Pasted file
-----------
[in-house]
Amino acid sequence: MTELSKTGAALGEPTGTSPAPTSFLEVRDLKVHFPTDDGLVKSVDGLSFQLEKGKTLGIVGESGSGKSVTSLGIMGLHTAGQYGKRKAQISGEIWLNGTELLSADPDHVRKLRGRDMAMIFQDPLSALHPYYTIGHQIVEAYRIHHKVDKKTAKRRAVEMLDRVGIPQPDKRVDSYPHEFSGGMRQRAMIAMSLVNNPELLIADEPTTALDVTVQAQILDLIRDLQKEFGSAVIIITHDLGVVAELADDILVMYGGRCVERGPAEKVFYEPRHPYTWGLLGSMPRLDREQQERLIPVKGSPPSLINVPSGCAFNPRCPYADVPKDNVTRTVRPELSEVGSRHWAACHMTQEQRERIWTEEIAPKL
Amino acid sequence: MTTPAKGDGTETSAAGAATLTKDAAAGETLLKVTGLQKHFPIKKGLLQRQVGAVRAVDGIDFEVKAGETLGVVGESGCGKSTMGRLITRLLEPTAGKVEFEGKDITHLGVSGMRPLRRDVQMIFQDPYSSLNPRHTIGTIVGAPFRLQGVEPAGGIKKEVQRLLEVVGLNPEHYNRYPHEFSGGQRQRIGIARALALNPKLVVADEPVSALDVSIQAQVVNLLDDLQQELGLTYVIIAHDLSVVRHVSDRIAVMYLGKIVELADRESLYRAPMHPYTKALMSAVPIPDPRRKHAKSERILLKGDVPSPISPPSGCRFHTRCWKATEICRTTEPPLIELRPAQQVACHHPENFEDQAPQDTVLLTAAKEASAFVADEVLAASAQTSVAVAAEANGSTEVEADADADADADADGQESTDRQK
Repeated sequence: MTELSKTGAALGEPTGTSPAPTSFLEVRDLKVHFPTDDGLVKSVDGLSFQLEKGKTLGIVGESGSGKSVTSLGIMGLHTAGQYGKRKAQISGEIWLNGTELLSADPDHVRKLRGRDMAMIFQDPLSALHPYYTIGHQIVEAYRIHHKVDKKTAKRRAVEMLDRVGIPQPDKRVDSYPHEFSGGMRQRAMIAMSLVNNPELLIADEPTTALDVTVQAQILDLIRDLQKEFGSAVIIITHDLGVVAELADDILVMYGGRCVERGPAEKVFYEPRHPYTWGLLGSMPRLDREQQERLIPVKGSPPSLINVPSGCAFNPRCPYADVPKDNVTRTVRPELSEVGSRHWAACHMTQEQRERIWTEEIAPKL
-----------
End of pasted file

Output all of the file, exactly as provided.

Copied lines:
[in-house]
Amino acid sequence: MTELSKTGAALGEPTGTSPAPTSFLEVRDLKVHFPTDDGLVKSVDGLSFQLEKGKTLGIVGESGSGKSVTSLGIMGLHTAGQYGKRKAQISGEIWLNGTELLSADPDHVRKLRGRDMAMIFQDPLSALHPYYTIGHQIVEAYRIHHKVDKKTAKRRAVEMLDRVGIPQPDKRVDSYPHEFSGGMRQRAMIAMSLVNNPELLIADEPTTALDVTVQAQILDLIRDLQKEFGSAVIIITHDLGVVAELADDILVMYGGRCVERGPAEKVFYEPRHPYTWGLLGSMPRLDREQQERLIPVKGSPPSLINVPSGCAFNPRCPYADVPKDNVTRTVRPELSEVGSRHWAACHMTQEQRERIWTEEIAPKL
Amino acid sequence: MTTPAKGDGTETSAAGAATLTKDAAAGETLLKVTGLQKHFPIKKGLLQRQVGAVRAVDGIDFEVKAGETLGVVGESGCGKSTMGRLITRLLEPTAGKVEFEGKDITHLGVSGMRPLRRDVQMIFQDPYSSLNPRHTIGTIVGAPFRLQGVEPAGGIKKEVQRLLEVVGLNPEHYNRYPHEFSGGQRQRIGIARALALNPKLVVADEPVSALDVSIQAQVVNLLDDLQQELGLTYVIIAHDLSVVRHVSDRIAVMYLGKIVELADRESLYRAPMHPYTKALMSAVPIPDPRRKHAKSERILLKGDVPSPISPPSGCRFHTRCWKATEICRTTEPPLIELRPAQQVACHHPENFEDQAPQDTVLLTAAKEASAFVADEVLAASAQTSVAVAAEANGSTEVEADADADADADADGQESTDRQK
Repeated sequence: MTELSKTGAALGEPTGTSPAPTSFLEVRDLKVHFPTDDGLVKSVDGLSFQLEKGKTLGIVGESGSGKSVTSLGIMGLHTAGQYGKRKAQISGEIWLNGTELLSADPDHVRKLRGRDMAMIFQDPLSALHPYYTIGHQIVEAYRIHHKVDKKTAKRRAVEMLDRVGIPQPDKRVDSYPHEFSGGMRQRAMIAMSLVNNPELLIADEPTTALDVTVQAQILDLIRDLQKEFGSAVIIITHDLGVVAELADDILVMYGGRCVERGPAEKVFYEPRHPYTWGLLGSMPRLDREQQERLIPVKGSPPSLINVPSGCAFNPRCPYADVPKDNVTRTVRPELSEVGSRHWAACHMTQEQRERIWTEEIAPKL